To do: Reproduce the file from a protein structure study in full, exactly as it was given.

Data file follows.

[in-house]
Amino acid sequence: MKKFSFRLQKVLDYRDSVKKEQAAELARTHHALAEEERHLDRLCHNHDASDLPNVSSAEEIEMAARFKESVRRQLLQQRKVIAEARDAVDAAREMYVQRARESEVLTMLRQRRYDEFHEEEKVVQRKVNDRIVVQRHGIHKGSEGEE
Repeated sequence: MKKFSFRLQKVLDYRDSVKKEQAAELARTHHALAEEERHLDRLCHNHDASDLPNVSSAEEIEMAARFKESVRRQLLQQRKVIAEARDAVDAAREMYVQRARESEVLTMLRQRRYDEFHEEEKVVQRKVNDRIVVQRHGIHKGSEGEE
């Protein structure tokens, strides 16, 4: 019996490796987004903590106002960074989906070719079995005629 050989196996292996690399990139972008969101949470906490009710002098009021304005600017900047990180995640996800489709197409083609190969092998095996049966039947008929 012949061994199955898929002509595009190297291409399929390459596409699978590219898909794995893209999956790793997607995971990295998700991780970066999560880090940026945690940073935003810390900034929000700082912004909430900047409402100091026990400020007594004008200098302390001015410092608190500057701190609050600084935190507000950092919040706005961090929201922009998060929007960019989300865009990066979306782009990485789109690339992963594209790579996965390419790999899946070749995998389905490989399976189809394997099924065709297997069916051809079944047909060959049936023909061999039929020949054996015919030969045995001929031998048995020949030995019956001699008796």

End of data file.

[in-house]
Amino acid sequence: MKKFSFRLQKVLDYRDSVKKEQAAELARTHHALAEEERHLDRLCHNHDASDLPNVSSAEEIEMAARFKESVRRQLLQQRKVIAEARDAVDAAREMYVQRARESEVLTMLRQRRYDEFHEEEKVVQRKVNDRIVVQRHGIHKGSEGEE
Repeated sequence: MKKFSFRLQKVLDYRDSVKKEQAAELARTHHALAEEERHLDRLCHNHDASDLPNVSSAEEIEMAARFKESVRRQLLQQRKVIAEARDAVDAAREMYVQRARESEVLTMLRQRRYDEFHEEEKVVQRKVNDRIVVQRHGIHKGSEGEE
């Protein structure tokens, strides 16, 4: 019996490796987004903590106002960074989906070719079995005629 050989196996292996690399990139972008969101949470906490009710002098009021304005600017900047990180995640996800489709197409083609190969092998095996049966039947008929 012949061994199955898929002509595009190297291409399929390459596409699978590219898909794995893209999956790793997607995971990295998700991780970066999560880090940026945690940073935003810390900034929000700082912004909430900047409402100091026990400020007594004008200098302390001015410092608190500057701190609050600084935190507000950092919040706005961090929201922009998060929007960019989300865009990066979306782009990485789109690339992963594209790579996965390419790999899946070749995998389905490989399976189809394997099924065709297997069916051809079944047909060959049936023909061999039929020949054996015919030969045995001929031998048995020949030995019956001699008796």